From the outset of this book, Lisa Sowle Cahill, professor of theology at Boston College, draws a clear distinction between theological and secular bioethics, but without ever clearly defining the distinctive nature of theological bioethics. Since she has a number of goals for theological bioethics, all of which should result in global justice, they may, in her mind, serve as definition enough. Rather than functioning on the margins, theological bioethics, in Cahill’s view, should be a robust participant in the national conversation, advocating certain common moral values in life and health that transcend particular cultures. From this position in the public square, theological bioethics would champion the preferential option for the poor, gender equity and wide-ranging social change. It would require active participation so that those involved could establish social solidarity sufficient to bring about a just balance in economic power.
By any measure, this is an ambitious agenda, which the author proposes across a broad spectrum of human life issues associated with birth and death, the availability of health care, biotechnology and genetics. In general, the same issues are found in secular bioethics. What is not found is the emphasis on political activism to get us from principles to practical policies. Nor do we find in secular bioethics the importance that Cahill’s theological bioethics would give to balancing local interests by means of some central oversight working for the common good. Unlike secular bioethics, which has always had a preference for individual rights and autonomy, theological bioethicsinfluenced by Christian social valueswould, in Cahill’s hands, favor social interdependence and social obligations.
Beyond that, Cahill sees theological bioethics as a means to influence those movements in civil society that might undermine liberal politics, science and capitalism. With a platform in real-world coalitions, theological bioethics would be able, like a prophet, to challenge what Cahill sees as the injustice consistently accompanying these three forces. In this way, it would empower their victims by giving them moral justification to resist.
In essence, this book shows an author impatient with the moral minimalism of secular bioethics co-opted by the status quo, usually reacting and rarely if ever leading. The time has come, according to Cahill, for an alternative ethic that originates in the Hebrew prophets and the New Testament, and that has been refined over the years, particularly in the social justice teaching of the Roman Catholic Church. What she is proposing is not entirely new, as she admits, acknowledging the work of individuals like the late Richard McCormick, S.J., and institutions like the Catholic Health Association.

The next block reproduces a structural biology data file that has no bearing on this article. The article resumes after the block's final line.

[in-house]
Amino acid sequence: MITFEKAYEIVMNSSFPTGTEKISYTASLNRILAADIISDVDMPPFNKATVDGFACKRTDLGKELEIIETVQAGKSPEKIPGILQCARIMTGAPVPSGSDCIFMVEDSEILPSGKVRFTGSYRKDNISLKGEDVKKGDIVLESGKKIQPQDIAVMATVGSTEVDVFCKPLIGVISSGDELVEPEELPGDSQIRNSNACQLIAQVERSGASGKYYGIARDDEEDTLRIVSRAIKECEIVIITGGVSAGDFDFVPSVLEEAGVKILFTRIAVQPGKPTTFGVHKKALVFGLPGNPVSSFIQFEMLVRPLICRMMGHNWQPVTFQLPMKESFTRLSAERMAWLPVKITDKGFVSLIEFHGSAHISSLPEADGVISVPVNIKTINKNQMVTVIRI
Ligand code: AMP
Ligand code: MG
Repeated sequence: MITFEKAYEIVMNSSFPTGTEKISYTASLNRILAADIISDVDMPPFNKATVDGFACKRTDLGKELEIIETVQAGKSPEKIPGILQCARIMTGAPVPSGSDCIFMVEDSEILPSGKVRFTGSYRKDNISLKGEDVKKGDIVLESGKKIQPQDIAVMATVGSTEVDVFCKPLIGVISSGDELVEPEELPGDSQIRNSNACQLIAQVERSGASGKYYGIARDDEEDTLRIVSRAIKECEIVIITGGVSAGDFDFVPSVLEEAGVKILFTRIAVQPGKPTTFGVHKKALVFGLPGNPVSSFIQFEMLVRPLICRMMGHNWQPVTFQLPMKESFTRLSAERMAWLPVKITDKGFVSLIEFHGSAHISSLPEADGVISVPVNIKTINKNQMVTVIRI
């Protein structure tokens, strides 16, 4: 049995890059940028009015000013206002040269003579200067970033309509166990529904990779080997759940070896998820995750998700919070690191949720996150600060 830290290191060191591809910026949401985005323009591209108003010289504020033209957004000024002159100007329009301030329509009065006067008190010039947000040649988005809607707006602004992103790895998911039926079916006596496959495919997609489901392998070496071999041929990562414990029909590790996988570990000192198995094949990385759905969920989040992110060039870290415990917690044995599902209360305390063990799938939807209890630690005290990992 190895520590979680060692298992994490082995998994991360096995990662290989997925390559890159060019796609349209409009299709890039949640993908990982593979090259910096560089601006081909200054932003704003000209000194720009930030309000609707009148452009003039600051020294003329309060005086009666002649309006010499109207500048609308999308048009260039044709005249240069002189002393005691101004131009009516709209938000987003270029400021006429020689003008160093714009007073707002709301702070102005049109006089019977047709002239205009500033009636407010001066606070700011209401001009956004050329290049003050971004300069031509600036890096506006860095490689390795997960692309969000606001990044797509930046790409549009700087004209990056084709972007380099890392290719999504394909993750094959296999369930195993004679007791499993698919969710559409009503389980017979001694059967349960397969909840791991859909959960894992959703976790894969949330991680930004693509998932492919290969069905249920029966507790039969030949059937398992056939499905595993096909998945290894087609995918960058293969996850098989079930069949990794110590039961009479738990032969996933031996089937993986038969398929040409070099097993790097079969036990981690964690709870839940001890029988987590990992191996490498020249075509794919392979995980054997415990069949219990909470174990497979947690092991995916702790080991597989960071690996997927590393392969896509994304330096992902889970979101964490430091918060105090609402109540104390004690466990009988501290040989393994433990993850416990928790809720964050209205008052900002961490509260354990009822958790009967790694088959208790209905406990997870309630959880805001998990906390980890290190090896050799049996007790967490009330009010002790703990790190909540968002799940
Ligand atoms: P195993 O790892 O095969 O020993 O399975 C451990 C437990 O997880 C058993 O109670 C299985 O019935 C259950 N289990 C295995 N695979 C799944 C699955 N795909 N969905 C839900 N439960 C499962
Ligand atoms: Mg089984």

Unfortunately, like their theological bioethics, Cahill’s has some serious weaknesses. It is presented here in largely descriptive terms. What is missing is a rigorous methodological demonstration of how one does theological bioethics. For example, how would Cahill use theological bioethics to assess the respective merits of medical, scientific, economic or statistical data as they might relate to the preferential option for the poor? When Cahill declares that pharmacogenomics, which studies how our genetic differences can trigger different responses to the same medication, is not needed to address the causes of most diseases among the poor, she provides no justification for discounting it. Of course it is true, as the author observes, that adequate food, clean water and basic health care would reduce maternal and infant mortality rates.
Since these are desirable outcomes, one would expect theological ethics to pursue themunless putting resources into pharmacogenomics means sacrificing efforts to provide basic health care. In that case, one would think her theological bioethics would require an assessment of their respective merits with regard to individual need and the common good. On the basis of that assessment, theological bioethics could then establish priorities and inform the allocation of resources according to the demands of social justice. Curiously, there is no evidence that Cahill has thought of proceeding in this manner.
In principle, I have no objection to the preferential option for the poor. It closely aligns with John Rawls’s theory of justice, which calls for the equal distribution of goods and services except when an unequal allocation would serve the common goodor at least be advantageous to those in greatest need. But Rawls has a principled justification for this unequal distribution. It is hard to find where Cahill presents a serious argument to justify on its internal merits the preferential option for the poor. Instead she seems to rely on her skepticism of clinical science, biotechnology and capital investment as sufficient warrant. Thus she acknowledges that genetic research, by providing a better understanding of the immune system, may address the diseases of the poor. But in her formulation of theological bioethics, there seems to be no way to evaluate the moral merit of genetics research to determine to what extent it ought to be pursued for the sake of the preferential option for the poor. She simply discounts such research.
In the face of the demonstrable limitations of secular bioethics, however, Cahill is to be commended for seeing the critical need for a theologically based bioethics. Her argument, in its substance and its scope, makes eminent sense. But until she takes it beyond the descriptive and anecdotal to formulate an analytic methodology that will enable a theologically based bioethics to engage clinical research, biotechnology and health care economics critically, theological bioethics will, unfortunately, remain marginalized.